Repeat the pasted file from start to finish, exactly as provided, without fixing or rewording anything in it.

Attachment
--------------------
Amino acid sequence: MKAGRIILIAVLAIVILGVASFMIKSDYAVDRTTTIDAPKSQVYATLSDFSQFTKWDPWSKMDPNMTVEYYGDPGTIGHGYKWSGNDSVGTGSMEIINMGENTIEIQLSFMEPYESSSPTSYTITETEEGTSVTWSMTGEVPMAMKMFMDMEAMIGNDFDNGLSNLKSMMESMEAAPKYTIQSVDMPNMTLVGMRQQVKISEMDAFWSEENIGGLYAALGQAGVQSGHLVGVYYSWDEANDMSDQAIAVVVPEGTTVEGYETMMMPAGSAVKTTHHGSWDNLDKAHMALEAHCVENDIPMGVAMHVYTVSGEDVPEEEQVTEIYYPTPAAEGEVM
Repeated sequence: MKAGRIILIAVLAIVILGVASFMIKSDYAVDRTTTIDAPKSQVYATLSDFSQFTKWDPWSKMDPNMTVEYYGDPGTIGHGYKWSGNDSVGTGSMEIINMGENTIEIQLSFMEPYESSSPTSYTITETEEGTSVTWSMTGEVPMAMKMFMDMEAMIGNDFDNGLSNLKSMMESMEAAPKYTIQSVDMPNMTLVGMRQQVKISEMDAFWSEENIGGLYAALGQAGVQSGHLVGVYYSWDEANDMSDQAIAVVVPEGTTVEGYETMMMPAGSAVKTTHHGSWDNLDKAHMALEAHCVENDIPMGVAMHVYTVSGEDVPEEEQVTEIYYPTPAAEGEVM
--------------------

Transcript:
Amino acid sequence: MKAGRIILIAVLAIVILGVASFMIKSDYAVDRTTTIDAPKSQVYATLSDFSQFTKWDPWSKMDPNMTVEYYGDPGTIGHGYKWSGNDSVGTGSMEIINMGENTIEIQLSFMEPYESSSPTSYTITETEEGTSVTWSMTGEVPMAMKMFMDMEAMIGNDFDNGLSNLKSMMESMEAAPKYTIQSVDMPNMTLVGMRQQVKISEMDAFWSEENIGGLYAALGQAGVQSGHLVGVYYSWDEANDMSDQAIAVVVPEGTTVEGYETMMMPAGSAVKTTHHGSWDNLDKAHMALEAHCVENDIPMGVAMHVYTVSGEDVPEEEQVTEIYYPTPAAEGEVM
Repeated sequence: MKAGRIILIAVLAIVILGVASFMIKSDYAVDRTTTIDAPKSQVYATLSDFSQFTKWDPWSKMDPNMTVEYYGDPGTIGHGYKWSGNDSVGTGSMEIINMGENTIEIQLSFMEPYESSSPTSYTITETEEGTSVTWSMTGEVPMAMKMFMDMEAMIGNDFDNGLSNLKSMMESMEAAPKYTIQSVDMPNMTLVGMRQQVKISEMDAFWSEENIGGLYAALGQAGVQSGHLVGVYYSWDEANDMSDQAIAVVVPEGTTVEGYETMMMPAGSAVKTTHHGSWDNLDKAHMALEAHCVENDIPMGVAMHVYTVSGEDVPEEEQVTEIYYPTPAAEGEVM